Oxycodone (Oxycontin) versus Tramadol (Ultram)

Based on "Essential Pain Pharmacology"
written by Howard S. Smith, MD; Marco Pappagallo, MD

Difference between Oxycodone and Tramadol

Table 1. Comparison of oxycodone and tramadol

Oxycodone vs Tramadol infographic
  Oxycodone Tramadol
Brand names Oxycontin®, Oxecta®, Tylox®, Percodan® Ultram®, Ultram® ER
Drug class Semi-synthetic opioid analgesic Centrally acting synthetic analgesic
Legal status Controlled Substance Schedule II Controlled Substance Schedule IV
Combination products • Oxycodone and acetaminophen (Percocet®)
• Oxycodone and aspirin (Percodan®)
• Oxycodone and ibuprofen (Combunox®)
• Tramadol and acetaminophen (Ultracet®)
FDA-approved Indications • Acute and chronic moderate to severe pain • Moderate to moderately severe pain
• Moderate to moderately severe chronic pain (extended-release formulation)
"Off-label" uses • Cough
• Dyspnea
• Premature ejaculation
Mechanism of action Oxycodone is a pure opioid agonist and is relatively selective for the µ-opioid receptors.
Studies have shown that oxycodone acts as a weak agonist at kappa opioid receptors8 as well.
Dual mechanism of action:
weak µ-opioid receptor agonism,
and norepinephrine and serotonin reuptake inhibition
Onset of action 20-30 minutes, peak effect at 1-1.5 hours 1 hour
Duration of action 4-6 hours 4-6 hours
Analgesic potency 1.5 times more potent than morphine one tenth to one sixth the potency of morphine
Half-life 3.5 to 4 hours 6.3 hours
Oral bioavailability 60-87% 75%
Metabolism, Elimination • Extensively metabolized in the liver to noroxycodone, oxymorphone, and noroxymorphone, which are subsequently glucuronidated.
• Oxycodone and its metabolites are eliminated by the kidneys
• Undergoes CYP3A4- and CYP2D6 metabolism in the liver.
• Excreted primarily through liver metabolism and the metabolites are eliminated primarily by the kidneys.
Contraindications • Hypersensitivity to oxycodone
• Respiratory depression
• Paralytic ileus
• Acute or severe bronchial asthma or hypercarbia
• Hypersensitivity to tramadol
• Acute intoxication with alcohol, hypnotics, narcotics, centrally acting analgesics, opioids or psychotropic drugs
Side effects • Opioid-induced constipation
• Nausea
• Sedation
• Dizziness
• Vomiting
• Pruritus
• Headache
• Dry mouth
• Asthenia
• Respiratory depression
• Seizures risk - seizures have been reported with the recommended dosages
• Minor delaying effect on gastrointestinal motor function2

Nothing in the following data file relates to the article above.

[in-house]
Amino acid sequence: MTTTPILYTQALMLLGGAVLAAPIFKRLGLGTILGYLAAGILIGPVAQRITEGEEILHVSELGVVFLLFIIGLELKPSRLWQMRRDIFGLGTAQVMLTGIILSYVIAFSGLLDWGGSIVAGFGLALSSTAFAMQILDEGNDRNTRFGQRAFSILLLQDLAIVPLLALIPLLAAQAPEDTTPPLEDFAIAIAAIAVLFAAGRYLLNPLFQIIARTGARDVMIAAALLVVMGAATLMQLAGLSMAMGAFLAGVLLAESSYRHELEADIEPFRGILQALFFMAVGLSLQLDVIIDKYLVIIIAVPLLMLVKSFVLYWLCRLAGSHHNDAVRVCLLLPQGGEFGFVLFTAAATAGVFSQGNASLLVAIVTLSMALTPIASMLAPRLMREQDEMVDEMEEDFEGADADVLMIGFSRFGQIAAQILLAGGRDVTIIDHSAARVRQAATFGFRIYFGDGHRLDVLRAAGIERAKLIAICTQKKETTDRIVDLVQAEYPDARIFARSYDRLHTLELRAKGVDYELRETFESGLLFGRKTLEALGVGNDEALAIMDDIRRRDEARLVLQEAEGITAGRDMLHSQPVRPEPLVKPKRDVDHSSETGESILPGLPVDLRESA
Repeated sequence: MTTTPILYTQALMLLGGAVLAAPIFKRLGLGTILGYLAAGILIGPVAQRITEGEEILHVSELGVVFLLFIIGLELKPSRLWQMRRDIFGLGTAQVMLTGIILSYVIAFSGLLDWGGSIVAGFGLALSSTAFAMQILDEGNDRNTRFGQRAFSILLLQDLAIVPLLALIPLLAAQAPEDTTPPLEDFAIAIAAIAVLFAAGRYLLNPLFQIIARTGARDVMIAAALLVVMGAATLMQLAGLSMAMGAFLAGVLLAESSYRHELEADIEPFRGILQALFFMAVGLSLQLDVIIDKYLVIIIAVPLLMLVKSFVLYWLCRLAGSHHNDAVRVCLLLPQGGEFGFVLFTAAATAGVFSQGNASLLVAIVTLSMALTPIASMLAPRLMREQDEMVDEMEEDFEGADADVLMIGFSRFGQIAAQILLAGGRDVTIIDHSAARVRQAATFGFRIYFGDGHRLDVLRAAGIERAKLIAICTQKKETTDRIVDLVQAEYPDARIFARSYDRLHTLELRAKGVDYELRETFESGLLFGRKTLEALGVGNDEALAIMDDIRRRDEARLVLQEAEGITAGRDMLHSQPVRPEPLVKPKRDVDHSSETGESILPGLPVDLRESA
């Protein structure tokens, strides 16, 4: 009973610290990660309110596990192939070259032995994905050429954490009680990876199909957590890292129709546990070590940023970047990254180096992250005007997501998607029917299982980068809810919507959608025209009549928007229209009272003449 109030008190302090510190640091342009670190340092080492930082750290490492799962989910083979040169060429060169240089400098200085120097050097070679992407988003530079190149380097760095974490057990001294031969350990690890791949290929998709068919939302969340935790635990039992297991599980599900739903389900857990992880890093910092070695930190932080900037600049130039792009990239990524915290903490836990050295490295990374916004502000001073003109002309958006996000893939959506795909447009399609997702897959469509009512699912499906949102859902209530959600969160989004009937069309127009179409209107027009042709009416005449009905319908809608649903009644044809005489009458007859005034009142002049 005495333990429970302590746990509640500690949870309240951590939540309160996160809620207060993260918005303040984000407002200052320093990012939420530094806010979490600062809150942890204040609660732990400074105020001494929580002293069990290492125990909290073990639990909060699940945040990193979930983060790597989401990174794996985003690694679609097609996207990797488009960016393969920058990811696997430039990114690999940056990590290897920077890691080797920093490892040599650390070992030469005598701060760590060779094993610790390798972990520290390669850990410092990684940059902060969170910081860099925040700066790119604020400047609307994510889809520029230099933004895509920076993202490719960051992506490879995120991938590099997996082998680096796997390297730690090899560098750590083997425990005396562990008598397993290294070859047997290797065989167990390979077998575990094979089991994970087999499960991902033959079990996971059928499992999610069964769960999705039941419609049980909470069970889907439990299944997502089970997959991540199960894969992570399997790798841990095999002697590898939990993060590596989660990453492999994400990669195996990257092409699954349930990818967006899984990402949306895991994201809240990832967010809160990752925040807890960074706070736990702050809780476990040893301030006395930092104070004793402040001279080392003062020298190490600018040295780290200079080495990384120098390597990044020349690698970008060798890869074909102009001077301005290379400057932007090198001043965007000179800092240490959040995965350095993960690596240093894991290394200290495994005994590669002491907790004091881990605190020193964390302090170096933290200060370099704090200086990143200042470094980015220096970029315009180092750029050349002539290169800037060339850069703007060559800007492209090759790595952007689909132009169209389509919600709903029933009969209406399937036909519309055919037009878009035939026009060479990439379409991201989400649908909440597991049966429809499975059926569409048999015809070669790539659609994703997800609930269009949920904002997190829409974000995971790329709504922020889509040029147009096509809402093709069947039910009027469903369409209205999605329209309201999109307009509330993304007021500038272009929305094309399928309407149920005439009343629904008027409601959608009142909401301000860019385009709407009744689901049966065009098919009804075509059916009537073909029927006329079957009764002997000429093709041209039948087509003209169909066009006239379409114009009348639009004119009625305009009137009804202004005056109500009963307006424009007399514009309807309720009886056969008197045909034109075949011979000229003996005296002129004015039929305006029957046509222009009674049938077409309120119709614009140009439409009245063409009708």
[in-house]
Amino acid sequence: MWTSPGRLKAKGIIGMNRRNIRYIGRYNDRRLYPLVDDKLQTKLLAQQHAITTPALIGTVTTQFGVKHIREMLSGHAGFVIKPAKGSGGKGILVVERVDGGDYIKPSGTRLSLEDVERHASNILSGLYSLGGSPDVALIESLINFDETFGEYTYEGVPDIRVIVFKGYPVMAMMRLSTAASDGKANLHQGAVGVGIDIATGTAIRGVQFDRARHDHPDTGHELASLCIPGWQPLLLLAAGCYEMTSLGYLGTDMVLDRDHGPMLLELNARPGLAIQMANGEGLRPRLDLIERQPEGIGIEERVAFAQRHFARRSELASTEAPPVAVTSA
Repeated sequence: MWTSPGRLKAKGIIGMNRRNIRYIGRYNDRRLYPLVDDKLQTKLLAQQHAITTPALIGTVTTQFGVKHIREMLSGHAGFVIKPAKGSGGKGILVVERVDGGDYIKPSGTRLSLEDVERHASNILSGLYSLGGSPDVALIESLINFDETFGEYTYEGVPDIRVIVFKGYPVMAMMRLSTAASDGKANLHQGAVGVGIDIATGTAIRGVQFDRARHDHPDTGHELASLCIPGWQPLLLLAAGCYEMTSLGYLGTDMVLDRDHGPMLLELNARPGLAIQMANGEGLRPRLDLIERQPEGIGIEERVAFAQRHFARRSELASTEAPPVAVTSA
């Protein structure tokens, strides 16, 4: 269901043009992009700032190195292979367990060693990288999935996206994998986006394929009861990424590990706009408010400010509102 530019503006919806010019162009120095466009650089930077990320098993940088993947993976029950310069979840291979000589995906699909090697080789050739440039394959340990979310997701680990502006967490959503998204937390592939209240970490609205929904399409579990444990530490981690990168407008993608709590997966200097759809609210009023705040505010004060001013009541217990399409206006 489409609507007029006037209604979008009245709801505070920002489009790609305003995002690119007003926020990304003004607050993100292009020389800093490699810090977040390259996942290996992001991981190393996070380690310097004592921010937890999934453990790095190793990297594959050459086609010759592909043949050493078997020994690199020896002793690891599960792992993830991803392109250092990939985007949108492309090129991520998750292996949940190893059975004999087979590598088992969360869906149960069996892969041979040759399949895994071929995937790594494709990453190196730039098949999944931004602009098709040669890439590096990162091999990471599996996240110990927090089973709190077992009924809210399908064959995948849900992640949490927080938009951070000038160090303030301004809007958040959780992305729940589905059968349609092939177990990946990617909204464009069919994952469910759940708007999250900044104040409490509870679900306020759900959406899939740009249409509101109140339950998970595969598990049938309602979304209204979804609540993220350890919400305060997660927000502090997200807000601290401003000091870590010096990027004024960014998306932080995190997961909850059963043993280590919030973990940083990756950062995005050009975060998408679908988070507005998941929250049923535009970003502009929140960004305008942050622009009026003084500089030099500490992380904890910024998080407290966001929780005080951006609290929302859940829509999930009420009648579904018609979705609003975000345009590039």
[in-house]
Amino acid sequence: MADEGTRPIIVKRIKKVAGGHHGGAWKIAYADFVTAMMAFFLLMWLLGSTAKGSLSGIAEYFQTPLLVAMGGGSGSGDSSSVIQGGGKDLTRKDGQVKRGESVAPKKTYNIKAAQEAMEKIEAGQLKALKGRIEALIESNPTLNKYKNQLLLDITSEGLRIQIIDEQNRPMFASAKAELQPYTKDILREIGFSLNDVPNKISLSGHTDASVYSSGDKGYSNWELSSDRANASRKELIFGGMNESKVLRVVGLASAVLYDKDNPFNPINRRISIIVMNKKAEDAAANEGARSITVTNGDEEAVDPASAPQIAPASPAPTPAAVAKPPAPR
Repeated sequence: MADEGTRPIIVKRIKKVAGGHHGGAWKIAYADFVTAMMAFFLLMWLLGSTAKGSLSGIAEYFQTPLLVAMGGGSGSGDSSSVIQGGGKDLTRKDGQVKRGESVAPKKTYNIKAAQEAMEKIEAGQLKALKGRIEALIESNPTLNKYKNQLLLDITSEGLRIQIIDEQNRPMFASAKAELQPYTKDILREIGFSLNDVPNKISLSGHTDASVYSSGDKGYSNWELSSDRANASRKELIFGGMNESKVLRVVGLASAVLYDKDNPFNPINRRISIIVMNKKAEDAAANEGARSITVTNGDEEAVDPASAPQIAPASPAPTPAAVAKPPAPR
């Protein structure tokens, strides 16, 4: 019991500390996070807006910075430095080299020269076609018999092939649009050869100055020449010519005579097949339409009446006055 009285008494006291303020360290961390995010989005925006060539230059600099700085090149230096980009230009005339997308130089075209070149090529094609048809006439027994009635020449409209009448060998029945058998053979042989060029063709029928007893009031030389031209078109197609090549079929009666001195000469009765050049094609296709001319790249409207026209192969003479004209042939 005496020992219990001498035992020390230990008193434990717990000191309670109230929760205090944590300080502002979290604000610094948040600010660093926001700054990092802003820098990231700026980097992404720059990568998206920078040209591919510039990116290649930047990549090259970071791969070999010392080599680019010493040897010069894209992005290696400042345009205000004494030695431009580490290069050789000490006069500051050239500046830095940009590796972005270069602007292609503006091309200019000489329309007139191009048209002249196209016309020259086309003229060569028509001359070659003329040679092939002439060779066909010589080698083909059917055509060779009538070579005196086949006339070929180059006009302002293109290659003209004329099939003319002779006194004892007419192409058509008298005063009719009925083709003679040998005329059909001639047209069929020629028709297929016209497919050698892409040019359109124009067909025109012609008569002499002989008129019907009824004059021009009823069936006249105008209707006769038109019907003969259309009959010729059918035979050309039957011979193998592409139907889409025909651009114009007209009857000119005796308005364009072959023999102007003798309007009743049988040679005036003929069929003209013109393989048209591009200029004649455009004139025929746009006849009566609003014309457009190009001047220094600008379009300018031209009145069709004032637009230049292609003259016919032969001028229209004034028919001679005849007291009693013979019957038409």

• Not associated with clinically significant respiratory depression3
• Dizziness
• Nausea
• Constipation
• Headache
• Somnolence
• Vomiting
• Pruritus
Abuse potential High risk of physical/psychological dependence Relatively low risk of physical/psychological dependence
Drug interactions • CNS depressants - increased risk respiratory depression, hypotension
• Anticholinergics - increased risk of urinary retention, severe constipation
• Potent CYP3A4 inhibitors
• Potent CYP3A4 inducers
• CYP2D6 and CYP3A4 inhibitors
• Carbamazepine significantly increases tramadol metabolism
• Quinidine
• Serotonergic medications - serotonin syndrome risk

• Monoamine oxidase inhibitors
Pregnancy category B C

Oxycodone advantages over Tramadol:

  • Oxycodone is a more potent pain killer than tramadol.
  • Oxycodone provides more rapid onset of analgesic effect.
  • Tramadol may cause seizures, especially in patients predisposed to seizures.

Tramadol advantages over Oxycodone:

  • Unlike oxycodone tramadol is not associated with significant respiratory depression and doesn't depress breathing3.
  • Oxycodone is a Schedule II drug, which means a high potential for abuse and addiction. Oxycodone is one of the most highly abused medications. Tramadol is a Schedule IV drug, which means a lower potential for abuse and addiction.
  • Tramadol is available for parenteral administration. Oxycodone is not available in parenteral preparation.


Head-to-head comparative studies

Postoperative pain after maxillofacial surgery

The potency ratio of tramadol to oxycodone is approximately 8:1. There was no significant difference in the Visual Analogue Scale scores for pain. Tramadol provided satisfactory analgesia after maxillofacial surgery 4.

Knee osteoarthritis

Both tramadol and oxycodone are not cost-effective options for knee osteoarthritis 5.

Further reading


  • 1. Ross FB, Smith MT. The intrinsic antinociceptive effects of oxycodone appear to be kappa-opioid receptor mediated. Pain. 1997 Nov;73(2):151-7. PubMed
  • 2. Wilder-Smith CH, Bettiga A. The analgesic tramadol has minimal effect on gastrointestinal motor function. Br J Clin Pharmacol. 1997 Jan;43(1):71-5. PubMed
  • 3. Tarkkila P, Tuominen M, Lindgren L. Comparison of respiratory effects of tramadol and oxycodone. J Clin Anesth. 1997 Nov;9(7):582-5. PubMed
  • 4. Silvasti M, Tarkkila P, Tuominen M, Svartling N, Rosenberg PH. Efficacy and side effects of tramadol versus oxycodone for patient-controlled analgesia after maxillofacial surgery. Eur J Anaesthesiol. 1999 Dec;16(12):834-9. PubMed
  • 5. Smith SR, Katz JN, Collins JE, et al. Cost-Effectiveness of Tramadol and Oxycodone in the Treatment of Knee Osteoarthritis. Arthritis Care Res (Hoboken). 2017 Feb;69(2):234-242 PubMed

Published: April 01, 2017
Last updated: October 16, 2017


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